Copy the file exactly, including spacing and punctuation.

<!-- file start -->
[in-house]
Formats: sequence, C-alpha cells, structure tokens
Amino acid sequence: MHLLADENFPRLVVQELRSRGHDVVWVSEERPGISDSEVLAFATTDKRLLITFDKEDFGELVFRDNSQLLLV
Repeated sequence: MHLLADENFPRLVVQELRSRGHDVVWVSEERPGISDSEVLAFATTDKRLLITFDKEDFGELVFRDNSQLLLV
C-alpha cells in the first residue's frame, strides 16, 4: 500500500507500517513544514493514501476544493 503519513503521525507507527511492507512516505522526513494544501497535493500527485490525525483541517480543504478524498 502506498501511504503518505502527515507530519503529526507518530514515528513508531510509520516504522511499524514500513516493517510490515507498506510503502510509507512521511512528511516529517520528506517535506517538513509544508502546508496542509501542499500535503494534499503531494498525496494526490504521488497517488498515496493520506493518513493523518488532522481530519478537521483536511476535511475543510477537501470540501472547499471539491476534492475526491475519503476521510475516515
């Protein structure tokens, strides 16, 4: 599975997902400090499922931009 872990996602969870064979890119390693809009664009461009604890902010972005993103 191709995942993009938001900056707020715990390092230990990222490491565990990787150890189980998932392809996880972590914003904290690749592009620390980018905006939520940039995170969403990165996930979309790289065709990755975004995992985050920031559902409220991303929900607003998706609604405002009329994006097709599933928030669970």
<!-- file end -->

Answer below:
[in-house]
Formats: sequence, C-alpha cells, structure tokens
Amino acid sequence: MHLLADENFPRLVVQELRSRGHDVVWVSEERPGISDSEVLAFATTDKRLLITFDKEDFGELVFRDNSQLLLV
Repeated sequence: MHLLADENFPRLVVQELRSRGHDVVWVSEERPGISDSEVLAFATTDKRLLITFDKEDFGELVFRDNSQLLLV
C-alpha cells in the first residue's frame, strides 16, 4: 500500500507500517513544514493514501476544493 503519513503521525507507527511492507512516505522526513494544501497535493500527485490525525483541517480543504478524498 502506498501511504503518505502527515507530519503529526507518530514515528513508531510509520516504522511499524514500513516493517510490515507498506510503502510509507512521511512528511516529517520528506517535506517538513509544508502546508496542509501542499500535503494534499503531494498525496494526490504521488497517488498515496493520506493518513493523518488532522481530519478537521483536511476535511475543510477537501470540501472547499471539491476534492475526491475519503476521510475516515
């Protein structure tokens, strides 16, 4: 599975997902400090499922931009 872990996602969870064979890119390693809009664009461009604890902010972005993103 191709995942993009938001900056707020715990390092230990990222490491565990990787150890189980998932392809996880972590914003904290690749592009620390980018905006939520940039995170969403990165996930979309790289065709990755975004995992985050920031559902409220991303929900607003998706609604405002009329994006097709599933928030669970």